With this in mind, i think, that your computation times are very good (if its minutes for the hardest, though the program is not speed optimized) and can compare well to the 9 digit POM method described by Jason.
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Re: Solve Every Sudoku without Guessing

Postby eleven » Fri Sep 30, 2011 12:21 pm

sdk_fan,

one more thought.

Take this algorithm, similar to yours, but much simpler:
Code: Select all
0. Define an order of units (regions), e.g.
   b1,r1,c1,r2,c2,b2,r3,b3,b4,c3,b7,r4,c4,b5,r5,r6,b6,c5,c6,b8,r7,c7,r8,c8,r9,c9,b9
1. Take the first one and list all possible subset solutions
2. For all other units
   Fix the common part (cells) of each solution and add all possible solutions including this unit.
   If there are more than 2, make a copy for each.
   If there is none, delete it.

This also should leave you with all puzzle solutions.

Do you think, it would be slower or need more memory than yours ?
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Re: Solve Every Sudoku without Guessing

Postby sdk_fan » Fri Sep 30, 2011 2:17 pm

eleven wrote:sdk_fan,

one more thought.

Take this algorithm, similar to yours, but much simpler:
Code: Select all
0. Define an order of units (regions), e.g.
   b1,r1,c1,r2,c2,b2,r3,b3,b4,c3,b7,r4,c4,b5,r5,r6,b6,c5,c6,b8,r7,c7,r8,c8,r9,c9,b9
1. Take the first one and list all possible subset solutions
2. For all other units
   Fix the common part (cells) of each solution and add all possible solutions including this unit.
   If there are more than 2, make a copy for each.
   If there is none, delete it.

This also should leave you with all puzzle solutions.

Do you think, it would be slower or need more memory than yours ?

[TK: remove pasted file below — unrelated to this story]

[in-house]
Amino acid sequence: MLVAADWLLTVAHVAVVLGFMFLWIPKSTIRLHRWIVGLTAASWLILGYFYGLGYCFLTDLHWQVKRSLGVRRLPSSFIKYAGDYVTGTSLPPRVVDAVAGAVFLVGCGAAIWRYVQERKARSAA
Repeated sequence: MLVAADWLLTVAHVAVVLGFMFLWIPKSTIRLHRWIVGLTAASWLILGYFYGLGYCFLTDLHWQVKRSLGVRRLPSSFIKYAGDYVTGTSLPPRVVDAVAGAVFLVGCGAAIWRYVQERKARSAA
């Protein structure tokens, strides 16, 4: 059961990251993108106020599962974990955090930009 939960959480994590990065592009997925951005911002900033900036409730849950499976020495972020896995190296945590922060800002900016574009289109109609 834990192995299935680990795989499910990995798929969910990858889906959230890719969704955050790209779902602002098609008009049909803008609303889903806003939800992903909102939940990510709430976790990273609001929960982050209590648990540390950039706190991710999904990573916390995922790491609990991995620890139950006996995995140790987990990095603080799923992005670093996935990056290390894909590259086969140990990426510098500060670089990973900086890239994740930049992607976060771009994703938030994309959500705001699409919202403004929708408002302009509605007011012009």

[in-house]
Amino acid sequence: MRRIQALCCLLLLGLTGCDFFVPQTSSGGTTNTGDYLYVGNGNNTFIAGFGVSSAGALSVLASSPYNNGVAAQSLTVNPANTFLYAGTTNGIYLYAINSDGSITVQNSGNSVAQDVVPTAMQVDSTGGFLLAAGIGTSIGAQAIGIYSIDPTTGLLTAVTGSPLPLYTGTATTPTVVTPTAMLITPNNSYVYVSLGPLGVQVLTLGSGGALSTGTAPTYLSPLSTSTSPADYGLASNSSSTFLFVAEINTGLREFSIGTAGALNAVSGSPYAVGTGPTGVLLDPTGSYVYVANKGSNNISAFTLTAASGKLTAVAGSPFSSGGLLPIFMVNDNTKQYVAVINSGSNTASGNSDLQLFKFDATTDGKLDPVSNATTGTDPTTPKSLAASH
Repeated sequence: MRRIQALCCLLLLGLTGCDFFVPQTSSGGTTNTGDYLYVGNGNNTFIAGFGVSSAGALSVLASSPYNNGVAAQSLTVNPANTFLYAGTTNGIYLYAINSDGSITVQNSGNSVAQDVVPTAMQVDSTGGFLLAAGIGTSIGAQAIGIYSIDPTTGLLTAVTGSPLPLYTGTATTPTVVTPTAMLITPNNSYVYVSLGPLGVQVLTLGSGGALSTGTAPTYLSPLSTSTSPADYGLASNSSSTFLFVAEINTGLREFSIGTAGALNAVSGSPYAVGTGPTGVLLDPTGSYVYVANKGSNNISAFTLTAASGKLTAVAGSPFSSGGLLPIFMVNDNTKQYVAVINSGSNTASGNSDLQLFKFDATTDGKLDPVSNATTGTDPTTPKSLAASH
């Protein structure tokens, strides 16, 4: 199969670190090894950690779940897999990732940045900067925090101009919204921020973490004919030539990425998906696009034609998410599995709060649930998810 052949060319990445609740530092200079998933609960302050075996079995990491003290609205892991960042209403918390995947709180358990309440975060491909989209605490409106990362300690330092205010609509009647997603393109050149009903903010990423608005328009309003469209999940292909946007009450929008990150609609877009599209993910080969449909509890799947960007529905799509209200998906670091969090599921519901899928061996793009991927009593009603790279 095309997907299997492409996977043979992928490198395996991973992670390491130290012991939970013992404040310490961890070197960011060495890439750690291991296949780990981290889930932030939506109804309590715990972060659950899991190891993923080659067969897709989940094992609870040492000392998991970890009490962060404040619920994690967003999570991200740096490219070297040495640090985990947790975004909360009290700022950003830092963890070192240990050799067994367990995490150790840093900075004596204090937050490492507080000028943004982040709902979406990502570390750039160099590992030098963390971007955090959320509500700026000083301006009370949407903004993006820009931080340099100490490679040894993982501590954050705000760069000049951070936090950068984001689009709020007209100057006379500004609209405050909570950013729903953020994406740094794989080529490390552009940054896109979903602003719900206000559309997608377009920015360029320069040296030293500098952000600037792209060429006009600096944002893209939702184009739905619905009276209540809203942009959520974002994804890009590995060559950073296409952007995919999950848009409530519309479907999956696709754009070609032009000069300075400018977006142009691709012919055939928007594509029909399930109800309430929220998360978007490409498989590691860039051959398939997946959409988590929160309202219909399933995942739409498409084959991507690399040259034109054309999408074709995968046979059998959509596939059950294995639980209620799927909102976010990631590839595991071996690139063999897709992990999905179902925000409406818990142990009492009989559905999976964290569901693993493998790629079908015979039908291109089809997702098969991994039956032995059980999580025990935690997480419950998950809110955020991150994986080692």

Hi, eleven, I have to say that your algorithm is so concise that I do not precisely know the procedure. Do you just come up with it?
But I am sure that you understand the nature of my approach, and if you say yours is similar (which I can tell) then I assume it will work as well.

I am not particularly worried about the memory explosion problem, because it is a good sign that we are treating a problem symbolically rather than by exhaustive trials. (I admit that the symbolic feature of my tree structure is not as obvious as a BDD is.) For example, BDD based symbolic model checker and BDD based SAT solver also has memory explosion issue. But what we can do is to minimise the growth of the size of transient space. Therefore, why specifically
Code: Select all
b1,r1,c1,r2,c2,b2,r3,b3,b4,c3,b7,r4,c4,b5,r5,r6,b6,c5,c6,b8,r7,c7,r8,c8,r9,c9,b9
?
Instead, I think b1,r1,r2,b2,... immediately form a circle of cogwheels, and you probably can prune the your space earlier. Your intervening c1 and c2 dramatically increase your transient space and do you no good both in memory and thus in CPU time alike.
Also we can probably find a better cogwheels circle to start with. Therefore the sequence is not fixed. (And you really do not know the key redundancy can be detected from which circle, and from which history of circle formation.)
My intuition tells me the decision tree I described is intuitive enough and intuition is a good thing, so I wonder what will be the data structure you are going to use.

EDIT: In short:1. the CPU/Memory usage is very much depending on the order of units; The true optimal order is not easily known. 2. choose the most appropriate data structure.
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Re: Solve Every Sudoku without Guessing

Postby eleven » Fri Sep 30, 2011 9:31 pm

sdk_fan wrote:Do you just come up with it?

Yes, it is just an idea i had, when i tried to understand your method. Since i worked with subset puzzles built of units (regions) before, it was a short way there.
I am not particularly worried about the memory explosion problem

I am neither, as long as there is enough space on the hard disc. The memory really needed in RAM is minimal, the rest could be done in files as well, but of course slower.
Instead, I think b1,r1,r2,b2,... immediately form a circle of cogwheels, and you probably can prune the your space earlier.

You are probably right, i did not think much about that. If doing it this way, i would simply start with the band with the least candidates.
[Edit:] No, i would do it this way: Start with the unit with the least candidates. Then out of those, which have the minimum number of "new" unsolved cells (from the last step), again take the one with the least candidates.
... so I wonder what will be the data structure you are going to use.

Just a list of sudokus, with one more unit solved in each step.
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Re: Solve Every Sudoku without Guessing

Postby sdk_fan » Sat Oct 01, 2011 12:17 am